In January of 1996 I decided to create my own personal web site. I taught myself HTML and created a very basic, very rudimentary site. I included articles that I had written. So, I figured the list of bookmarks from that article might be useful if I put it on the site and made them into clickable hyperlinks. It was one web page with 1,025 links. I titled the page, "Cyndi's List of Genealogy Sites on the Internet," which was long and cumbersome, but explained exactly what it was. I now think it was a silly name, but it worked then. I told other genealogists on ROOTS-L about my personal web site and the list of links that I had included. I was immediately swamped with emails from people asking if I would add a link to their genealogy site. I did. And that is how it grew and grew and grew.
In honor of the past twenty years of my life dedicated to this site, I have decided to blog here about Cyndi's List. About its history, its growth, its popularity, how to use the site, and what it takes to maintain the site.
It is hard to imagine that two decades have passed and Cyndi's List is still growing and evolving and is still incredibly useful to millions of people worldwide. And it is still free for everyone to use. There has been a lot of blood, sweat, and tears that I've put into the site. And a lot of my own money too. It has been both a blessing and huge job for me alone. I upgraded the site in 2011 at a cost of $40,900.00. Over the past few years I have incurred another $20,000+ in administrative expenses. When I upgraded the site I added a PayPal Donation button. It was one of the hardest things for me to do. I do not like to ask for help. My friends and colleagues tell me that I need to do this. So, here it is. To date about 74% of the upgrade expense has been reimbursed through donations by all of you kind people. This means that there is still about $30,000 outstanding including the upgrade expense and the administrative expenses. I do appreciate all the thoughtfulness and help that I've received to date. Genealogists are a wonderful group of sharing and giving people. I am thankful.
Regardless, Cyndi's List will continue to grow and I will continue to maintain it. I hope you all find it a helpful research tool online.
Cyndi's List: How to Submit New Links
Cyndi's List on Facebook
I remember going to a conference at Stadium High School and you and someone else came in with sweat shirts that said see Cindi's List on the Internet. Not sure what year that was, but the High School is a vivid memory, beautiful setting for a school.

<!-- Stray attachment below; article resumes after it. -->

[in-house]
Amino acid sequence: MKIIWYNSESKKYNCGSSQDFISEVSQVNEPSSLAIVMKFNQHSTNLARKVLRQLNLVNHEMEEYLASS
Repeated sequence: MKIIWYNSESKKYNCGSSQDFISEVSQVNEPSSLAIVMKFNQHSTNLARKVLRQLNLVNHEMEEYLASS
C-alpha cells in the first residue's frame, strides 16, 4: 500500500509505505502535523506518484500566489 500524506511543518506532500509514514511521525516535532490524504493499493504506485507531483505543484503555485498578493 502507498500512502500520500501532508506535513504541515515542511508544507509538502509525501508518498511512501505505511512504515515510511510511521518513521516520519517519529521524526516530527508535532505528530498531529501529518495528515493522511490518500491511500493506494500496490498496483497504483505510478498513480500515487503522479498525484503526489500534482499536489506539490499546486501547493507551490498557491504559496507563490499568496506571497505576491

I remember Root-L and the birth of your list. I was in college at the times and loved the resource. Still love it today.
It's the goto list and it always will be, great work!
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Cyndi, Thank you for all you do. I remember the excitement that I felt when I stumbled across your list for the first time (and bookmarked it)! I started my genealogy (also) before there were so many internet resources, so it's been a real joy in the last 10 years to see how much information is out there now. I, for one, really appreciate the time and effort you put into gathering all of these resources in one spot. If I hit a brick wall, your site is one of the resources I use to ensure that I have availed myself of all of the possible resources for that area. Again, thank you and I hope you continue to get supported by the users of your resources.
I remember the very beginning of this list. Thank you for all your hard work on behalf of so many others.
Thank you for your wonderful website!
I want to let you know that your blog post is listed in today's Fab Finds post at http://janasgenealogyandfamilyhistory.blogspot.com/2015/06/follow-friday-fab-finds-for-june-26-2015.html
Have a great weekend!
I speak for many when I say thank you for all your hard work. Twenty years is quite an achievement. Congrats!
I speak for many family researchers, thank you for all your hard work and dedication. Your website is a premier go-to for so many people. Congratulations on 20 years!
I was looking in the filing cabinet for something yesterday & in a file marked Miscellaneous was a print out from your site back in 1999 & I still use your site & recently uploaded the URL for the Orlando DNA project (one-name / surname research rather than place!)
It is impossible to explain the value of your list. It was a treasure trove for me when I began 16 years ago; and it still is. So many of us are very very grateful for your hard work and generosity.
Thank you, Cyndi, for all you do here on your site. Loved hearing the story of its evolution. I've only been recently acquainted with it, but it has been a great help to me already.
I know I speak for many when I let you know that your hard work and dedication is appreciated. Thanks Cyndi for all you add to genealogy research.
I remember the very beginning of this list. Thank you for all your hard work on behalf of so many others. best diet pills